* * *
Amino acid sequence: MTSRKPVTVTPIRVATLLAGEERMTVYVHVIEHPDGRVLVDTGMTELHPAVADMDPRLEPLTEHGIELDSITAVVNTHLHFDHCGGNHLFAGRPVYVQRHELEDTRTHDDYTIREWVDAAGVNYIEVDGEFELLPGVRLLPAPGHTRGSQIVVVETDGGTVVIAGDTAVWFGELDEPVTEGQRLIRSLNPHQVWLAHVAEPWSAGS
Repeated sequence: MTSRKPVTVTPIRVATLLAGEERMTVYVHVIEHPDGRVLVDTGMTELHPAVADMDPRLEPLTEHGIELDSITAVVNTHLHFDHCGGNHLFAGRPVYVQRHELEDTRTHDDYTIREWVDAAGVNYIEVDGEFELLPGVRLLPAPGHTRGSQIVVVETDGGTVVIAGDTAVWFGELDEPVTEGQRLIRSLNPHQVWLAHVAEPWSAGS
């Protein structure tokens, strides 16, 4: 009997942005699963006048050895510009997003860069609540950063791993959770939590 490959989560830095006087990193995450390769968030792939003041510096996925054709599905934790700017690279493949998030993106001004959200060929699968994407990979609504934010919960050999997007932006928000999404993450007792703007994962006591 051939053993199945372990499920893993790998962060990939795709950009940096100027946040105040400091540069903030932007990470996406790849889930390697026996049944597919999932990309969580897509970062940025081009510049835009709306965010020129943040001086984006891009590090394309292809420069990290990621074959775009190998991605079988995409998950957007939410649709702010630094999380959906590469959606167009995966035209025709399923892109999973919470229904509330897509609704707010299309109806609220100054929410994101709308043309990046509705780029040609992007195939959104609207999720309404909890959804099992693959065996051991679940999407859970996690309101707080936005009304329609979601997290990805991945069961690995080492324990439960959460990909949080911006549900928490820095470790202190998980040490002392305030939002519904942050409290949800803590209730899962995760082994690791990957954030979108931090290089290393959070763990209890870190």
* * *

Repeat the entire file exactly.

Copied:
Amino acid sequence: MTSRKPVTVTPIRVATLLAGEERMTVYVHVIEHPDGRVLVDTGMTELHPAVADMDPRLEPLTEHGIELDSITAVVNTHLHFDHCGGNHLFAGRPVYVQRHELEDTRTHDDYTIREWVDAAGVNYIEVDGEFELLPGVRLLPAPGHTRGSQIVVVETDGGTVVIAGDTAVWFGELDEPVTEGQRLIRSLNPHQVWLAHVAEPWSAGS
Repeated sequence: MTSRKPVTVTPIRVATLLAGEERMTVYVHVIEHPDGRVLVDTGMTELHPAVADMDPRLEPLTEHGIELDSITAVVNTHLHFDHCGGNHLFAGRPVYVQRHELEDTRTHDDYTIREWVDAAGVNYIEVDGEFELLPGVRLLPAPGHTRGSQIVVVETDGGTVVIAGDTAVWFGELDEPVTEGQRLIRSLNPHQVWLAHVAEPWSAGS
């Protein structure tokens, strides 16, 4: 009997942005699963006048050895510009997003860069609540950063791993959770939590 490959989560830095006087990193995450390769968030792939003041510096996925054709599905934790700017690279493949998030993106001004959200060929699968994407990979609504934010919960050999997007932006928000999404993450007792703007994962006591 051939053993199945372990499920893993790998962060990939795709950009940096100027946040105040400091540069903030932007990470996406790849889930390697026996049944597919999932990309969580897509970062940025081009510049835009709306965010020129943040001086984006891009590090394309292809420069990290990621074959775009190998991605079988995409998950957007939410649709702010630094999380959906590469959606167009995966035209025709399923892109999973919470229904509330897509609704707010299309109806609220100054929410994101709308043309990046509705780029040609992007195939959104609207999720309404909890959804099992693959065996051991679940999407859970996690309101707080936005009304329609979601997290990805991945069961690995080492324990439960959460990909949080911006549900928490820095470790202190998980040490002392305030939002519904942050409290949800803590209730899962995760082994690791990957954030979108931090290089290393959070763990209890870190």